Area growers predict rules would harm orchardists
WINCHESTER — Diane Kearns isn’t familiar with the details of the Food Safety Modernization Act, but when told it might require her to sanitize canvas fruit-picking bags — one of a host of measures tree fruit farmers would have to implement — her reaction was a mixture of frustration and exasperation.
She knows the aim is to prevent foodborne illnesses, but she thinks the end result could be fewer apple growers.
“It’s going to increase cost and reduce efficiency,” said Kearns, president of Fruit Hill Orchard Inc., which manages about 3,000 acres of apple orchards in Frederick County and surrounding areas.
In an industry that’s already heavily regulated, “This is just one more thing to deal with,” she lamented Tuesday morning from her Echo Lane office. “A certain number of people are going to say, ‘I’m out.’”
About 1.5 million bushels of apples are harvested each year in Frederick County — roughly a quarter of the state’s crop. Most of the local orchards — Kearns estimates there are 30 to 35 — grow apples largely for commercial use, but some are sold on the fresh market.
The proposed regulations are aimed at produce that is consumed raw.
Local orchards have been disappearing from the landscape over the years largely because they’re no longer profitable.
And the proposed regulations could have the unintended consequence of making it even more difficult for American farmers to compete in a global marketplace, Kearns said.
“You’re just stepping one step closer to growers saying, “We’re not going to plant any more trees.’”
Tim Proctor, chief operating officer for National Fruit Product Co. Inc., a Winchester-based apple processor and grower, thinks the government is trying to fix something that isn’t broken when it comes to apples.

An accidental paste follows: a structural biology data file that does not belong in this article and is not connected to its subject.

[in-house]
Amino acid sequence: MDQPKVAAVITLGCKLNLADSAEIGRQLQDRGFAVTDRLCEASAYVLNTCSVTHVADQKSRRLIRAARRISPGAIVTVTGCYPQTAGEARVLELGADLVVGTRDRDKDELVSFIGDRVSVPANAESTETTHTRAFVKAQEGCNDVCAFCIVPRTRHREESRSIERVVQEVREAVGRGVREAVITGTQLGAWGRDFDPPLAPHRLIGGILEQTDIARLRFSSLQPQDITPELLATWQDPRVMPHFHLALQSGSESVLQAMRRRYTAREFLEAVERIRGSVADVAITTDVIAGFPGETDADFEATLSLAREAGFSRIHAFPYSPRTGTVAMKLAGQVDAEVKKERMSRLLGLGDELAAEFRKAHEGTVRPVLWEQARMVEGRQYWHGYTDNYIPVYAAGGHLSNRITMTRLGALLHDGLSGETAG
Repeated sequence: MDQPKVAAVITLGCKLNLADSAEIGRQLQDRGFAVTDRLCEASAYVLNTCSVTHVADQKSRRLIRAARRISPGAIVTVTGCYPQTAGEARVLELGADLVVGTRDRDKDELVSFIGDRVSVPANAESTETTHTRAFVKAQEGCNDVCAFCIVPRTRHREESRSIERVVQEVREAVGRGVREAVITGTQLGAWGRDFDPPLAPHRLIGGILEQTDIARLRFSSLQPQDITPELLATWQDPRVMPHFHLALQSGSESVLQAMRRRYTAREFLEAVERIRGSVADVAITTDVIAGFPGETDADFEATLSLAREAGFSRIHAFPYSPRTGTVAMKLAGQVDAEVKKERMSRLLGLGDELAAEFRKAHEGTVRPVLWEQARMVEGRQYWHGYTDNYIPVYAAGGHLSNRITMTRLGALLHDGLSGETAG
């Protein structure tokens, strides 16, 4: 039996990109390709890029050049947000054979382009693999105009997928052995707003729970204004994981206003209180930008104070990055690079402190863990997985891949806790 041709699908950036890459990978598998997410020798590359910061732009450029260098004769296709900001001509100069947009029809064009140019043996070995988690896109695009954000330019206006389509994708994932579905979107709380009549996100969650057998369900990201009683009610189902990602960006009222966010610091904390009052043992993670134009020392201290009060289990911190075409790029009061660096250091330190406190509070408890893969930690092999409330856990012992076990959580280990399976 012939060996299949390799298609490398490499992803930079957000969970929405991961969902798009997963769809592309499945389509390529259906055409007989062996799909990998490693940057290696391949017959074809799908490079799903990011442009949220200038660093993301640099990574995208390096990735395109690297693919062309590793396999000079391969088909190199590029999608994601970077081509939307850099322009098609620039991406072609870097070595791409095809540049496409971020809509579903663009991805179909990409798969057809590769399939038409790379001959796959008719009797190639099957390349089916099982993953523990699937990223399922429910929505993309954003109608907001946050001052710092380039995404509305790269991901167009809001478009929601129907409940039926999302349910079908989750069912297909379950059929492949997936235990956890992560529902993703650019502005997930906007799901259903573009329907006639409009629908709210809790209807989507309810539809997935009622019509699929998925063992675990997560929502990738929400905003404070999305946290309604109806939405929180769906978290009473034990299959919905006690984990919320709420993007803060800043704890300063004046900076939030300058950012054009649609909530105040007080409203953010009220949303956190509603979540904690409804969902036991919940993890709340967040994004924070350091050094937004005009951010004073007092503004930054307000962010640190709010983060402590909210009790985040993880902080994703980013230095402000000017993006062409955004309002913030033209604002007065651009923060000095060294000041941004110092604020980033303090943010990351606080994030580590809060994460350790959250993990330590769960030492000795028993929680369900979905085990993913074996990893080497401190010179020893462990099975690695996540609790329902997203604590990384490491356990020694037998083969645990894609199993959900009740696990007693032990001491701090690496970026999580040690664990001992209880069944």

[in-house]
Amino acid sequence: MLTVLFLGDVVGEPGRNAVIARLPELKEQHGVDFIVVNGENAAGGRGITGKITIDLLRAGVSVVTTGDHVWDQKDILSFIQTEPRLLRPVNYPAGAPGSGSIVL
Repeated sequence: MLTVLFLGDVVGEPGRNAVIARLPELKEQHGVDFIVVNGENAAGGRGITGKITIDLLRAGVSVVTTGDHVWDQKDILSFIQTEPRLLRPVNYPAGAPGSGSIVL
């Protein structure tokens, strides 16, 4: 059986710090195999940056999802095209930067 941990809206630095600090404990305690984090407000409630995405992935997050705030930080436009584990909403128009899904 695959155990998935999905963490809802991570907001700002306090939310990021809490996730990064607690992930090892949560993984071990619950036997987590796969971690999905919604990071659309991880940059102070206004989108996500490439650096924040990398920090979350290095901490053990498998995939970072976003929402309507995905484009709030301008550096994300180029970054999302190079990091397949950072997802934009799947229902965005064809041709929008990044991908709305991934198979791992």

He said the fruit typically isn’t associated with foodborne illnesses.
“Our food supply is the safest in the world,” Proctor said. “I’d be more concerned about what we’re importing.”
John Marker, who has about 250 acres of apple, peach, pear and plum trees at his Frederick County farm off Cedar Creek Grade, plus 10 acres of vegetables, said he’s not against the regulations.
“Some of the things are fine,” said Marker, who also operates a seasonal produce market with his wife, Carolyn.
His biggest issue is that they “paint everything with the same brush” — tree crops are subject to the same regulations as ground crops, including keeping out animals.
“Domestic animals, no problem,” Marker said. “But how do you keep wild animals out of trees?”
He added that tree crops, unlike ground crops, aren’t as susceptible to contamination “because, well, they don’t grow on the ground. They’re up high.”
Kearns agrees that some of the proposed regulations seem to lack common sense.
Apples grow outside, she said. “What are we supposed to do about the birds and squirrels and bunnies? Even if we build a fence, the rabbits will burrow underneath. And we can’t net everything. This is an outdoor crop that needs sunlight.”
She thinks it would be more effective for any new safety measures to be implemented near the end of harvest. If controls are placed during the growing season, “it just leaves a lot of room for something else to happen.”
Marker conceded that apple growers will have to comply with the regulations if they go into effect, which could be as early as fall 2014.
For some, that might be “the straw that breaks the camel’s back,” he said.
— Contact Cynthia Cather Burton at firstname.lastname@example.org